Daddy Test Drive: Honda CR-V Touring 2019
And we’re off with another test drive. This time it’s with the stylish and very urban-looking Honda CR-V Touring.
- Model: Honda CR-V
- MSRP: From CAN$39,090
- Towing capacity: 680 kg
- Fuel economy: 8 L/100 km combined (8.7 city, 7.2 highway)
- Engine: 1.5 L 4-cylinder
- Horsepower: 190 hp
- Payload: 513 kg
It looks sophisticated and spacious, but without the “I’m huge, you’d better move” feeling of larger SUVs or a working truck.
The inside is nicely laid out and has touches of walnut and plenty of display area for both the electronic dash behind the steering wheel and on the entertainment panel.
The outside looks solid and is more angular than the Honda Pilot I drove earlier in the year. I think this gives it much more of a go-getting vehicle feel rather than a family adventure-mobile. While this is totally suitable for weekend trips, it feels like it’s ready for everyday life from taking the kids to school or driving around some professional colleagues. You know, like on the TV ads where they all get in and seem surprised and start touching the upholstery. It’s that kind of car.
It’s smooth and the driving position is nice and high off the road. It’s awesome to be able to see over the car in front and know what’s coming or who’s just slammed on the breaks ahead.
The Eco-Mode makes city driving more economical though you can feel the resistance when trying to accelerate around someone taking their sweet time, cruising at 20 kph under the limit.
It hugged the road and had no trouble at all going up and over the Coquihalla on the way to Merrit, BC. The driver’s seat is comfortable as expected and, very importantly there are plenty of cup holders for the many coffees (and DQ stops for a Blizzard or two) it takes to get there.
Can you take it camping?
The ultimate test here in BC is if the vehicle can hold all your camping gear, extra clothes, and the buckets of every type of plastic toy the kids might just play with for five minutes so you can sit down between putting up the tent and carrying eight towels and a broken sun umbrella down to the campsite beach.
Let’s start by loading it up. Oh, and if bringing one child camping wasn’t hard enough, we’re bringing her cousin who comes with even more toys. Fortunately, we managed to negotiate her out of bringing an entire princess castle dollhouse but we still have an entire suitcase of LOL Dolls and all their tiny accoutrements.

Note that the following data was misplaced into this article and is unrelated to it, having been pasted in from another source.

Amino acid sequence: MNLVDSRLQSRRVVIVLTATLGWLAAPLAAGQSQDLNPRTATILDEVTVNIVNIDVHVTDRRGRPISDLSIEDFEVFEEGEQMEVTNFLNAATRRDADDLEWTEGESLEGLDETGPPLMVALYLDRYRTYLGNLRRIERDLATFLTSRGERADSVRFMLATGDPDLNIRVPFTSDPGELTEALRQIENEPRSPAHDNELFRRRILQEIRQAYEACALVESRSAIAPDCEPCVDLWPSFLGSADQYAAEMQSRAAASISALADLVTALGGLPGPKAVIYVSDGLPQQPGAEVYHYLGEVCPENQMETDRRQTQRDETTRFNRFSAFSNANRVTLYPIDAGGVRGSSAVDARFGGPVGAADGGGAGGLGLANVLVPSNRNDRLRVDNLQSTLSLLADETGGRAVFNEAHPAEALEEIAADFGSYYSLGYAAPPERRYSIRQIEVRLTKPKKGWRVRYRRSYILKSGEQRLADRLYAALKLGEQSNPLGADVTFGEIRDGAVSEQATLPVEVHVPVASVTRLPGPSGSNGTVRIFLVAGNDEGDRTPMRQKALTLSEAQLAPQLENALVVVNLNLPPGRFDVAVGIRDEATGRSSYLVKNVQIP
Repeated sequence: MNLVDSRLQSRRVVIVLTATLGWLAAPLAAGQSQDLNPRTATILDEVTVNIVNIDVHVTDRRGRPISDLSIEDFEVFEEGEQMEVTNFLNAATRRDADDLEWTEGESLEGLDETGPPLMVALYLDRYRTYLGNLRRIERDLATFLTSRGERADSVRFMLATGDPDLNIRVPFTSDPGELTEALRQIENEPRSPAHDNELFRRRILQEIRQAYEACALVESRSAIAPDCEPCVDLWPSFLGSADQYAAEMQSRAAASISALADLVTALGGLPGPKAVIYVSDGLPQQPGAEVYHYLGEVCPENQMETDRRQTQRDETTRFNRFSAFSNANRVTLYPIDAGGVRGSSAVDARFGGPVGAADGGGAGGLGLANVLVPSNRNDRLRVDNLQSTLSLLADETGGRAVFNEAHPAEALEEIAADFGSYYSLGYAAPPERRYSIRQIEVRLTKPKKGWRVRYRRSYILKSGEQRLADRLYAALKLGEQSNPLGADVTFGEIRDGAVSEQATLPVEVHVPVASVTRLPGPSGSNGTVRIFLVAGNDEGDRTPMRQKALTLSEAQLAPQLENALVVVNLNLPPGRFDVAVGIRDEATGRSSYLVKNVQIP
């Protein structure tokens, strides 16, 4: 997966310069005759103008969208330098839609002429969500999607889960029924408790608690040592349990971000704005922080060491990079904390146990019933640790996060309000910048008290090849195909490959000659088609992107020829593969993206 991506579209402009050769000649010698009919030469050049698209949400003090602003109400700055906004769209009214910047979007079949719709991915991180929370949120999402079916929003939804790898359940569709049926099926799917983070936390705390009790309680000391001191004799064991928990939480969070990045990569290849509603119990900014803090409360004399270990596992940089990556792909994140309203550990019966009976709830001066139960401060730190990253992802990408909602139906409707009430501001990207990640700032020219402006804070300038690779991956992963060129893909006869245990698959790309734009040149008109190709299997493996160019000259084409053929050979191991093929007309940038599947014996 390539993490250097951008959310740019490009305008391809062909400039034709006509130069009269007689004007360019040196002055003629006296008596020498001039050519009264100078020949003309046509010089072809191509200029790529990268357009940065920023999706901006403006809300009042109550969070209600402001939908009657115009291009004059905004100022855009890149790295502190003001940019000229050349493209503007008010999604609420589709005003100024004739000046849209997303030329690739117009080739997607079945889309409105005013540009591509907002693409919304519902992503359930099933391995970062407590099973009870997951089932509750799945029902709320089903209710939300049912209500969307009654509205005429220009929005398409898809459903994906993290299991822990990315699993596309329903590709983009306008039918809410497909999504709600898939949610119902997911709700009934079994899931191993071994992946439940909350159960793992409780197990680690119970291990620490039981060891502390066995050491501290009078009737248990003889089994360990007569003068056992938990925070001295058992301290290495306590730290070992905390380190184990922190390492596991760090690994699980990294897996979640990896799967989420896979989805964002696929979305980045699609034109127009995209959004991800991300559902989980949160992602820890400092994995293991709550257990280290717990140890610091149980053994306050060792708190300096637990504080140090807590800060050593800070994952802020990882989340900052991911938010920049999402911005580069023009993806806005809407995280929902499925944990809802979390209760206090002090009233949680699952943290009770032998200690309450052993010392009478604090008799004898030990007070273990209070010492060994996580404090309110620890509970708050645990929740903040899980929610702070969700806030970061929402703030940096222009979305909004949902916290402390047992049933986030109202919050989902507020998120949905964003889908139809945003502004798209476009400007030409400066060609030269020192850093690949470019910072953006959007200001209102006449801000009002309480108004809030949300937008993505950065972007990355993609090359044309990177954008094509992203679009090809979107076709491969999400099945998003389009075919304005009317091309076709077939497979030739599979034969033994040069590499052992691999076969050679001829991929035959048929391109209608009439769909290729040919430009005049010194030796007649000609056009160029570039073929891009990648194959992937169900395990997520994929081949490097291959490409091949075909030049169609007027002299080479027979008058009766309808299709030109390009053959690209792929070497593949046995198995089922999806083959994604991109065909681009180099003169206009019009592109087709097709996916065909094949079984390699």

It’s a four-five hour journey to the campsite, so we needed to bring plenty of entertainment and sadly they’re not happy listening to the Comedy Central channel on the in-car Sirius Radio like I am, so I connected the audio to my phone’s Spotify account and we listened to Disney Princess songs and the Mamma Mia soundtrack AGAIN. Stupidly, I pre-downloaded the tracks so even going through the mountains couldn’t stop Dancing Queen playing through the excellent speakers over and over and over.
The Touring model has 1065 cubic litres of luggage space with the seats up and 2146 with them down. Here’s a photo to show you what I mean:
To be honest, I felt like the Pilot was more suitable for long trips or for people who just love to over-pack. The CR-V was a struggle for 4 people’s camping gear, food, clothes, and toys. This was a very comfortable drive but the kids in the back were surrounded by their blankets and toys.
As an everyday vehicle that can also cope with taking your family on trips, it’s great. However, I would prefer more space so it really shines when you need to bring more things with you. I guess the CR-V Touring leans more to the city/suburban commute and regular family life. The Passport is also a great option as an in between option. It’s bigger than the CR-V but not as bulky as the Pilot. I haven’t driven it yet so can’t give more info, but from the looks of the one in my local dealership, it looks like it might provide a great balance.
When I drive this around town I feel like a success. It feels like I’ve just been given a promotion and I’m showing off a bit. Not enough to be ostentatious but enough to answer every compliment with “oh this, yeah it was a little gift to myself” as if I’m not secretly in love with it and haven’t just changed my phone wallpaper to a selfie of me and Bob. Bob the car. That’s fine, right?
Disclaimer: Honda Canada kindly let me loan the CR-V Touring for an honest review. All the words are my own. As if they’d pay me to write about how I named it Bob. Now I have to give Bob back to them and I’m a bit sad. Bye, Bob.
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